|Molds and Cast Paper Results|
One thing I enjoy doing is marrying my crafty side with my gardening side. I do this by adding seeds into the cast paper items and encourage recipients to plant them! The cast paper tags become seed bombs. When using seeds, be be careful to not leave the casting wet too long to keep the seeds from germinating. Also don't heat it up too much to dry it to avoid reducing the seed viability. Here's my prior blog on seed bombs BTW.
Take a look at this approach and let me know of any tips for enhancing the process or the outcome! I've included lots of pictures to help see how this works.
Recycle Materials Needed:
- Old papers from the recycle (newsprint, white paper, junk mail, etc.) Note that the color of the cast paper will be drawn from what goes in - so if you want white, put in WHITE. My ornaments almost always come out shades of grey or blue because I am indifferent at this point.
- Dryer Lint - yup, no need to buy cotton linter. Been there done that - and the felt from the dryer works just fine for me. (If you want really permanent decorative pieces you might want to consider purchasing, because lint will be multi-colored and textured which may not be suitable for your needs)
- Water - lots of it :)
- Optional: Spent Tea leaves or coffee grounds (provide antique look when using 100% white paper)
- Optional: Last years or left over seeds! Keep it to very small ones like poppy seeds.Or if larger hand place them in the mold (See the directions below)
|Raw Materials for Recycled Cast Paper Ornaments,|
Gift Tags or Seed Bombs
Utensils / Tools Needed:
- Blender (a strong one!)
- Cookie or candy mold (I like use Brown Bag Cookie Art by Hill Design) Those with deeper impressions will work somewhat better
- PAM spray
- Sponge and/or towels
- Other: Rolling Pin, drying rack, oven, microwave
Steps to Make the Casting:
1. Rip up the paper into small pieces
2. Fill the blender with water - about half full. You need lots of water to get you slurry moving. All the paper needs to absorb water and float.
3. Add the paper in batches and blend until at least oatmeal like consistency. Be careful not to add too much paper at once because the blades will jam.
|Pulp and hands on water removal.|
4. Empty the contents of the blender into a sieve and squeeze out as much water as possible. See in my picture above my batch looks really disgusting - both in color and texture.
5. Spray the cookie mold with Pam - very generously.
6. If you are adding seeds, mix them into the pulp at this step if they are small seeds.
7. Take a handful at a time and firmly press into the cookie mold. Continue the process until the mold is filled edge to edge and slightly over the top. Over-mounding is fine. I find that the thicker you make the pulp - the stronger the pressed result. I never go over the top edge of the mold, and I never go much thinner than 3/4 full.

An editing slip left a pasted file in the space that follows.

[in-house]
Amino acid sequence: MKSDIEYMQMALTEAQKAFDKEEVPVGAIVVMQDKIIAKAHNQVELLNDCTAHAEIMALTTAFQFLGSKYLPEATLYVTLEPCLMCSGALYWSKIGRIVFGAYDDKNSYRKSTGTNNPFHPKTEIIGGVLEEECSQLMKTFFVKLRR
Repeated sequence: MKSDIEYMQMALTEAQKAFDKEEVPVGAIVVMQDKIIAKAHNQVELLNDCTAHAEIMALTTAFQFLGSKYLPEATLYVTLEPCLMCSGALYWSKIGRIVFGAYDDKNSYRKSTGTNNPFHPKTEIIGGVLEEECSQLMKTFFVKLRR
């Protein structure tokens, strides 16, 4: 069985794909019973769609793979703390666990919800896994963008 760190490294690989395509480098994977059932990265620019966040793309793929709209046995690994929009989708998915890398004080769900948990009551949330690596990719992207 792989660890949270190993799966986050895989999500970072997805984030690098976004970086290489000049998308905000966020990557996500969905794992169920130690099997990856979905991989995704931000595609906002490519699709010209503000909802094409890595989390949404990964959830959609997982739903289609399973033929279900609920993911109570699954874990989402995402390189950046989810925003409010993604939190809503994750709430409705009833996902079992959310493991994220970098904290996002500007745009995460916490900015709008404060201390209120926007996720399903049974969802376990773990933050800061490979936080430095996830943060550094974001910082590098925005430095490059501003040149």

8. Take your sponge or towel and press the wet pulp in order to continue to remove water. You will need to wring out frequently.
9. I like to take the last step a rolling pin to make sure that the surface is as flat as possible.
|Press into mold firmly, and flip onto cookie sheet|
10. If you are using larger seeds, you can press them into the surface at this point and then roll again to keep a flat surface. Do not leave the seeds on the top too much, they may have issues in the oven or microwave.
11. Next - FLIP your wet casting onto a Pam'd cookie sheet (or plate). Yup, don't wait for them to dry in the mold. They can be extremely difficult to come out when fully dried (because I don't buy specific release agents perhaps.) Plus when I start this project I like to make ornaments in volume which is not possible if you only have one mold working at a time. If you have removed the water, this should be easy. With the mold resting upside down, gently start with one edge and slowly lift until the paper releases itself. Do not pry or pull the wet pulp/casting out of the mold. If it comes apart you can try to push it back together on the tray - or just add a bit of water and start from step 6 again.
12. Now the pulp needs to dry fully. There are several options. I tend to oven dry and then microwave (I tend to be a bit impatient to get the first one done to start coloring.) OK you can dry by:
- Air dry - will be at least overnight if not several days. Care needs to be taken that the casting does not also mold, or if you have added seeds that they do not germinate. When they are dry enough to handle, move them to a wire rack so that there is airflow on both sides.
- Oven Dry - pop the cookie sheet into an oven at about 125-150F (51-65), you can go as high as 225F (107C) but may get some discoloration. Keep an eye of these as the edges will dry first and may burn. It will take several hours - but that depends on how much water you took out in the steps above. When you can handle them, I like to put the wire rack under them to improve airflow while in the oven.
- Microwave - I zap a plate with one card on it for a few minutes at a time. When possible to handle, flip over.
To finish off your masterpiece you may choose to paint them or spray them with a varnish or other finish. I usually put down one coat of varnish and then use Sharpie markers to complete and coloring. The paper can be very porous so paint colors might come out a bit strange. Kids can have lots of fun with the decorating process (they also love the mushing out the water part!) You can embellish with sequins, glitter, and more.
With smaller castings, they can be placed onto card stock and used to make interesting greeting cards. You could also place them onto fabrics and then into an old frame for Victorian-esk artwork.